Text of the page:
• Love the Oscars? You’ll love these environmental films too

    Blogpost by Shuk-Wah Chung - March 1, 2016 at 7:31

    Rising seas, severe droughts, catastrophic storms, people foraging for food. Sounds like a backdrop for a post-apocalyptic film but this is climate change, and it’s the real-life blockbuster happening right now.

    Whether it’s Al Gore’s An Inconvenient Truth, or Greenpeace’s How to Change the World, films have the ability to highlight environmental issues and empower a movement to create change. But it’s not just documentary - climate fiction, or cli-fi is the literary genre that has risen out of our recognition of climate change and the need to do something about it.

    Afterall, as first-time Oscar winner and climate activist Leonardo Dicaprio said:

    Climate change is real. It is happening right now. It is the most urgent threat facing our entire species. And we need to work collectively ... Read more >

  • Five years on and the Fukushima crisis is far from over

    Blogpost by Shaun Burnie - February 26, 2016 at 8:52

    Five years ago the Rainbow Warrior sailed along the Fukushima coast conducting radiation sampling. Now it's back, and has Japan's ex-Prime Minister on board.

    Greenpeace Ship Rainbow Warrior Sailing past the destroyed Fukushima Daiichi nuclear plant
    Greenpeace Ship Rainbow Warrior Sailing past the destroyed Fukushima Daiichi nuclear plant.

    Scotland is over 9,000 km from Japan, but there’s something the two countries have in common. Along the Scottish coastline, buried in riverbeds, and mixed into the Irish Sea, you can find significant radioactive contamination coming from the other side of the world. Yes, radioactive contamination. All the way from Japan.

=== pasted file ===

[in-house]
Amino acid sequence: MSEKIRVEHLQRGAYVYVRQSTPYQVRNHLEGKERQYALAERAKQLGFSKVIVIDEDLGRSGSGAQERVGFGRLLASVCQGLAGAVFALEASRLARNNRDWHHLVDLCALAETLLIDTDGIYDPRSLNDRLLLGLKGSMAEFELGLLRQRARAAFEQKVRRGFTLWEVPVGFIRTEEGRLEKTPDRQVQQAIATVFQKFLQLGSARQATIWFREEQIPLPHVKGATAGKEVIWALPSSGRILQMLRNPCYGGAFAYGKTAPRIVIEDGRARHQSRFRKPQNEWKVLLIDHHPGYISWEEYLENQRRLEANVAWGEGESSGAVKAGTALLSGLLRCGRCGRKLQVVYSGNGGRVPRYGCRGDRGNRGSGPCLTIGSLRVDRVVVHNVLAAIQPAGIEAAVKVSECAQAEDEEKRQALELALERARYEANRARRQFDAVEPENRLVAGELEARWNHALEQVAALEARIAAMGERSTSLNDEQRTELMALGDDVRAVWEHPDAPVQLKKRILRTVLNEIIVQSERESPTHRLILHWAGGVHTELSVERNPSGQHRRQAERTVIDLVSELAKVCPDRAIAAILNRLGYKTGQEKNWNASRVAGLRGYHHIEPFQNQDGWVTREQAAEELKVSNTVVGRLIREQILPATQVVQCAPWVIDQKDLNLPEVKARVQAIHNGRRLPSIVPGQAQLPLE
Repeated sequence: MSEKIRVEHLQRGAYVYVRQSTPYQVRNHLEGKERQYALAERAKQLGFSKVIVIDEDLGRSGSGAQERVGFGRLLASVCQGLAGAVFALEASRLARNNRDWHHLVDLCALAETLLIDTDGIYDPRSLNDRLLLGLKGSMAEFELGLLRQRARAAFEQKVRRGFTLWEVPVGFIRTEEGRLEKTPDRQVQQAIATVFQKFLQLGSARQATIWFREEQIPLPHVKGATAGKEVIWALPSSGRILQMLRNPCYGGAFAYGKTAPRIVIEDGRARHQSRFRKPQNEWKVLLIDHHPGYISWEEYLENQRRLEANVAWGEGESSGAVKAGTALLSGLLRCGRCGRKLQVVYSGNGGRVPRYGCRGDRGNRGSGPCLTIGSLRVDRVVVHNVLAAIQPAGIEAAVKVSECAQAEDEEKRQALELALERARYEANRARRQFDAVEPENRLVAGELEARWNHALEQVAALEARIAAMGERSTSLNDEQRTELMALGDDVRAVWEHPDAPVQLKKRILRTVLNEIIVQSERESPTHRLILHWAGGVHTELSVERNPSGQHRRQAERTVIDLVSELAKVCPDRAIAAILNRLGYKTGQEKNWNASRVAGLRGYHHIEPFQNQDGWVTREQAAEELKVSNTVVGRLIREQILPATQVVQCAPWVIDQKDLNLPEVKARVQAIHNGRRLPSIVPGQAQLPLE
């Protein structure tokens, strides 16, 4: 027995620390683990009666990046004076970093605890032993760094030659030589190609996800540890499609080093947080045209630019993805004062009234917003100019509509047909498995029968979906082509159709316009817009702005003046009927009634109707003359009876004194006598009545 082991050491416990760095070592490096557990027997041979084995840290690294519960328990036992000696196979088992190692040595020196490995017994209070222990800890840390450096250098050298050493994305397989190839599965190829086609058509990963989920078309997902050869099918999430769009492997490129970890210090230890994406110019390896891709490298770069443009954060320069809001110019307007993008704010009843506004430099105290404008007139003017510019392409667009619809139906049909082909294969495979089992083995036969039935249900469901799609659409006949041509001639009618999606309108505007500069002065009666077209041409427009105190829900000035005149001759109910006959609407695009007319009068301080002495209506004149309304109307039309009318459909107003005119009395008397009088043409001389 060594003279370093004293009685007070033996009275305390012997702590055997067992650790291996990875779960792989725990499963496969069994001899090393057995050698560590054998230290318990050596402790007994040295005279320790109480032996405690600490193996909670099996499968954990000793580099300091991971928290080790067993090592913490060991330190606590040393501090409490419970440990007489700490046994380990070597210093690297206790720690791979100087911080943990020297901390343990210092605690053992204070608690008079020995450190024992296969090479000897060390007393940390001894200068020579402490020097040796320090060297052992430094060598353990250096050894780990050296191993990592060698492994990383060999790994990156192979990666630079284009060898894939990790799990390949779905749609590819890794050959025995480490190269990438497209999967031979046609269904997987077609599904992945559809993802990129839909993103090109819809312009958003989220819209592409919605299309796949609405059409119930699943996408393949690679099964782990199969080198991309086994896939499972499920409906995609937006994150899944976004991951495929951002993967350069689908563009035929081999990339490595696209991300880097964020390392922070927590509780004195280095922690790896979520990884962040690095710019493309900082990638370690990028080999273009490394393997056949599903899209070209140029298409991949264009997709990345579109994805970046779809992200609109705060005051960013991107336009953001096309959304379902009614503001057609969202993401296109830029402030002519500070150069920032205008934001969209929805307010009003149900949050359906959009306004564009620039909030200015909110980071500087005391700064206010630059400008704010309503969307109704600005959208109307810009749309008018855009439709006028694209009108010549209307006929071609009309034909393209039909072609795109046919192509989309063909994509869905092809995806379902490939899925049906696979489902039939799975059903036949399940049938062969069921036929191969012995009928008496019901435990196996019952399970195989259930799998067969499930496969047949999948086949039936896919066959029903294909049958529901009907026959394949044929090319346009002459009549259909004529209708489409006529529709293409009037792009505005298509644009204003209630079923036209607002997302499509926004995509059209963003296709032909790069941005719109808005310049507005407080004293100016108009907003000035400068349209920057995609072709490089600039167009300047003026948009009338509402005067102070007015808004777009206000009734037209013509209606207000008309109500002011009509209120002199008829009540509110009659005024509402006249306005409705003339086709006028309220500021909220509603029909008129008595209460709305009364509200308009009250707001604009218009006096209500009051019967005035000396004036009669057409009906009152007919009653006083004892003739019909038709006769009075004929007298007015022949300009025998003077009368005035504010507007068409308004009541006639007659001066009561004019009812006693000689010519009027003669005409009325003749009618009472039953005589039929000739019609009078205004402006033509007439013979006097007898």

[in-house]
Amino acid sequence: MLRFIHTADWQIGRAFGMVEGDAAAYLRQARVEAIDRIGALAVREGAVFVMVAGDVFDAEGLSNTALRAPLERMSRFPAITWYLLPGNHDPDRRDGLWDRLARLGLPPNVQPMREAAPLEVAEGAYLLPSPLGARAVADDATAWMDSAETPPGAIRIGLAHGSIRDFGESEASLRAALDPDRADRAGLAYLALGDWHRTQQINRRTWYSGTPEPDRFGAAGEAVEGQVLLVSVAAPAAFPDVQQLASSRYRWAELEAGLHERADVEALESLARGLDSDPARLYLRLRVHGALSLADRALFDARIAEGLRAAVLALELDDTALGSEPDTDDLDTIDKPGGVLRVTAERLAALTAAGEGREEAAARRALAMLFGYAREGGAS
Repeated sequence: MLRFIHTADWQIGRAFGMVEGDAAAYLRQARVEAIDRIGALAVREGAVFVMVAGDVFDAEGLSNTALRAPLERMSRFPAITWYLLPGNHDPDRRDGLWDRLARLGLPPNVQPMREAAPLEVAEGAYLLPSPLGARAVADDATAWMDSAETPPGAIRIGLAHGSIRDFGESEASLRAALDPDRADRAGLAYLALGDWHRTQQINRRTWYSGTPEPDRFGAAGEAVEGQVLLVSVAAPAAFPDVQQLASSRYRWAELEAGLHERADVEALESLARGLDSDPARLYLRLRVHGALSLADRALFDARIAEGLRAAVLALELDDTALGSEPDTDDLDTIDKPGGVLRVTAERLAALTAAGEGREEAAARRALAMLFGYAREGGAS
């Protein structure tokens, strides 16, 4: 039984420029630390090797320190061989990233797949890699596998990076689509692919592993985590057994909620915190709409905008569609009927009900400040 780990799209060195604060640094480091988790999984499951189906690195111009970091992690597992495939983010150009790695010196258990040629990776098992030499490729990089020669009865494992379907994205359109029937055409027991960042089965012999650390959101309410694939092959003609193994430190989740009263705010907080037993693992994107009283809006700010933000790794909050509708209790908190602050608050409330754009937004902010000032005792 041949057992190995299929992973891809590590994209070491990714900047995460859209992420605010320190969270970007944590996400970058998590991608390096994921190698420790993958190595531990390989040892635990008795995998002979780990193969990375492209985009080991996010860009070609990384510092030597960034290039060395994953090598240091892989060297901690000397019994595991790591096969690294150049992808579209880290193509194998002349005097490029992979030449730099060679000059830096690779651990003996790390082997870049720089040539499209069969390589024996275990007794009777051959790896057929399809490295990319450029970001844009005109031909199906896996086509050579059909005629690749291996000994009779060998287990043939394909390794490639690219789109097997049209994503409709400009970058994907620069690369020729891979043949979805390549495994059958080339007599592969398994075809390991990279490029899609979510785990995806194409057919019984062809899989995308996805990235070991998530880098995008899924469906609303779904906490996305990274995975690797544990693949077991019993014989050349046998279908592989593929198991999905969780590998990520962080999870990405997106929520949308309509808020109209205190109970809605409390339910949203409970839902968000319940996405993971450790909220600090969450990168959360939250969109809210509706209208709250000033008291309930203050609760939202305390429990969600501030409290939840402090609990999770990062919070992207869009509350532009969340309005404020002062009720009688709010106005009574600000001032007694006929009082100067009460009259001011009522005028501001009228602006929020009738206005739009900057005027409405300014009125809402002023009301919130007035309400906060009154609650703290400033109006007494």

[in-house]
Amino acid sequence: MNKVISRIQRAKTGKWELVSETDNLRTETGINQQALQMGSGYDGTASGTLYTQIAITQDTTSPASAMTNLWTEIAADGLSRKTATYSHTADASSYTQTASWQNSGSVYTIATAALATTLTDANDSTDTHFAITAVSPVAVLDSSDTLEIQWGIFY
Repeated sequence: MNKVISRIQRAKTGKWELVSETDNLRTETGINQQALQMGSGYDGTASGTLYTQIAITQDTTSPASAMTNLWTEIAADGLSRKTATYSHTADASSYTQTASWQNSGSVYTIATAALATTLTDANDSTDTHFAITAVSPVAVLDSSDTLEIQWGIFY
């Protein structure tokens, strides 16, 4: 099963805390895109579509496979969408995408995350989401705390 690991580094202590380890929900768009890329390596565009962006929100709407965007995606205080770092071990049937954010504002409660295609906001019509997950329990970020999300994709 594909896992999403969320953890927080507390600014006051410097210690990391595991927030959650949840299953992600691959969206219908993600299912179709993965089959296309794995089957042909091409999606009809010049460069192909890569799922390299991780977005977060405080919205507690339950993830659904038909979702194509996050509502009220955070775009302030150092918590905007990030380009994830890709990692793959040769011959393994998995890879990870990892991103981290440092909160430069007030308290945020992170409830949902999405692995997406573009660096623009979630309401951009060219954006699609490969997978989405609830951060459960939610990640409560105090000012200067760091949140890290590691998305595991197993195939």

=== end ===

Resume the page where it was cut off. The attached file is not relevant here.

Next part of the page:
Since the 1970s, Sellafield, a nuclear-reprocessing plant in northwest England has been contracted to process high level nuclear waste spent fuel from Japanese reactors. More than 4000 tonnes of spent nuclear fuel was shipped...

    Read more >
  • Iceland's fin whale hunt cancelled for 2016

    Blogpost by Willie Mackenzie - February 26, 2016 at 7:19

    No endangered fin whales will be hunted in Iceland this year.

    Greenpeace activists protest against the transport of fin whale meat transiting through the port of Hamburg. The 336 meter long cargo ship freighter "Cosco Pride" (Seaspan Corp.) is carrying the whale meat from Iceland to Japan.  5 Jul, 2013 © Joerg Modrow / Greenpeace

    This is great news. Word today from colleagues in Iceland, and now reports in both Icelandic and English-language media confirm that the planned hunt for fin whales will not happen this summer. The man behind that whaling is claiming that he’s stopping because of ‘hindrances’ in exporting the meat. That’s great news for whales, and everyone who has been opposing this needless, senseless hunt.

    Fin whales are amazing. The second largest animal on our planet growing up to 27 metres in length (that’s about two and a half double-decker buses) and are found all over the globe. They’re nicknamed the ‘greyhounds of the sea’, because they are sleek, streamlined swimming machines. They are listed as internationally endangered, largely ... Read more >

  • Ancient trees are burning in Tasmania...and some will never grow back

    Blogpost by Jessica Panegyres - February 25, 2016 at 8:30

    For the past month fires have ravaged through parts of Tasmania’s World Heritage listed forests, destroying 1,000 year old trees. Is this the new normal?

    Over 100,000 hectares have been damaged by bushfires, including parts of the World Heritage Area containing trees that are over 1,000 years old.Over 100,000 hectares have been damaged by bushfires, including parts of the World Heritage Area containing trees that are over 1,000 years old.

    As a 20 year old student I remember hiking through the world-heritage listed Walls of Jerusalem. With its panoramic views and horizon of jagged peaks, this national park is a treasure for outdoor enthusiasts who come to experience Tasmania’s vast and unique landscape. It was there that I first saw peat, the spongy water-logged soil that supports the ancient pencil pines high up in the cold air. My friends and I camped by tannin-stained lakes, daring each other to swim in the icy waters, and subs... Read more >